Tapas Bravas

1720 Barton Springs Road. 1905 S. Capital of Texas Hwy. 75 Rainey St. 512-827-8479,

Business partners and former globetrotting companions Jed Holdredge, Lisa Choo and Alex Hord started serving Spanish food from their food truck on Rainey Street in summer 2012 and have since expanded to include two more locations. Barton Springs Road’s newest food-truck court, the Picnic, is home to the latest in the growing fleet of silver Tapas Bravas trucks that shine like the business end of an iron emblazoned with a red bull.

An expressive buff-colored aioli and a spicy tomato sauce that tastes piqued with guajillo chilies drape the crispy potato hunks in the Spanish staple patatas bravas ($8). The aioli also comes with the woodland-colored fried Brussels sprouts ($8). The caramelized veggies are as good as you’ll find at any trailer in town.

Also make sure to try the slippery piquillo peppers ($7). Toasted pine nuts ride a wave of tart goat cheese that bursts from the mild electric-colored peppers. A tomato-brandy sauce gives some sweet punch to tender pork meatballs ($7) that could use a firmer sear.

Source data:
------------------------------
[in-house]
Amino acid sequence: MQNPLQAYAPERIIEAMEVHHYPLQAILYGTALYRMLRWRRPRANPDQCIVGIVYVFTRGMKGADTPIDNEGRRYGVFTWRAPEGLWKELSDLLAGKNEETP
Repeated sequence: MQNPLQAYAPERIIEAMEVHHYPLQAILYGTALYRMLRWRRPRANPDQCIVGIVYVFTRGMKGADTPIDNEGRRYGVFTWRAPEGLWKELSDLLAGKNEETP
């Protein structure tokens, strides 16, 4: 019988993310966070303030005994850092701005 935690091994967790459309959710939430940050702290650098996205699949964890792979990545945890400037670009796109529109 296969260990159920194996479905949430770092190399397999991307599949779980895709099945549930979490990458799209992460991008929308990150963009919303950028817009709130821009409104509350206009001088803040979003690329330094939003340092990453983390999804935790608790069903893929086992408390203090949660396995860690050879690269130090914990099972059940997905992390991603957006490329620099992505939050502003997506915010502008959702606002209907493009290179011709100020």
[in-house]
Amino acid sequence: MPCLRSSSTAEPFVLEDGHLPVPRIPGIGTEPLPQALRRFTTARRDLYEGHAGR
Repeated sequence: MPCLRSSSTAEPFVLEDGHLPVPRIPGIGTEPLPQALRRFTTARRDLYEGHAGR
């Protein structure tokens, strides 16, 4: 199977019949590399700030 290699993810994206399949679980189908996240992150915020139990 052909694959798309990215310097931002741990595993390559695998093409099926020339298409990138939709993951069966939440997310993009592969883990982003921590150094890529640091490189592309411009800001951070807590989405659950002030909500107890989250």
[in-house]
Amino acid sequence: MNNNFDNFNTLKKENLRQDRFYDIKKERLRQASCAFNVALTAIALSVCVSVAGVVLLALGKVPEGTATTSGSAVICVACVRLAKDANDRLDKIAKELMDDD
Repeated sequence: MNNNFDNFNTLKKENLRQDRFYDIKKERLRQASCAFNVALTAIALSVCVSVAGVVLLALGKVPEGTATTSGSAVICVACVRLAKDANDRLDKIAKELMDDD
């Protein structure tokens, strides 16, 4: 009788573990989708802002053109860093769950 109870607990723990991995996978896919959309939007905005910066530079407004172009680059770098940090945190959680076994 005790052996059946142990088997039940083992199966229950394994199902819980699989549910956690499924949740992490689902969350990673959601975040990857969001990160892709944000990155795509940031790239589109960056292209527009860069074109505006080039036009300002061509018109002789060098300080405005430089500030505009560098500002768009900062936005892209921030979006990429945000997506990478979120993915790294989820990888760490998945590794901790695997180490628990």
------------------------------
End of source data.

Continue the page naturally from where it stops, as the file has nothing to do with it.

Tapas Bravas serves lunch and dinner at the gorgeous, shaded new facility in front of the Coldwater apartment building, where it’s joined by the excellent Seedling Truck; Ms. P’s Electric Cock (fried chicken); Hey! Cupcake; Hey! You Gonna Eat or What?; and longtime Austin favorite Mighty Cone.

The owners of Tapas Bravas are also opening Tiger Lily, a food truck serving Southeast Asian cuisine, at the Midway Food Park on RM 620. They planned to open Friday.

Taco Rico

810 Vargas Road.

This electric-blue, wood-sided trailer with a string of holiday lights sits in the parking lot of Mari’s Coin Laundry just a few blocks from Roy G. Guerrero Park in Southeast Austin.

The trailer opened about five years ago by two sisters is located across from a church and has created such a loyal following that even food celebrity Anthony Bourdain made a pilgrimage. He likely left impressed by the handmade corn tortillas, bubbled by heat and curled and crunchy at the edges. They wrap a selection of tender, juicy meats, including the light citrus tingle of pastor, a succulent and peppery barbacoa and a smoky, firm and deeply flavored suadero, which was described to me as brisket, though I see differing opinions online. The tacos come topped with cilantro and diced white onions, with a chunky, fiery red salsa and a gentler, smoother green chile salsa. And if you get lucky, you might be able to get dessert from a roving paleta man on bicycle.

My remedial Spanish let me down when trying to figure out what guilota were (more commonly spelled huilota), but when I discovered it was quail, I knew I had to return for the enchiladas con guilota ($8). And a good friend reprimanded me for missing out on the barbacoa torta ($5). Looks like I know what I’m getting on my next visit.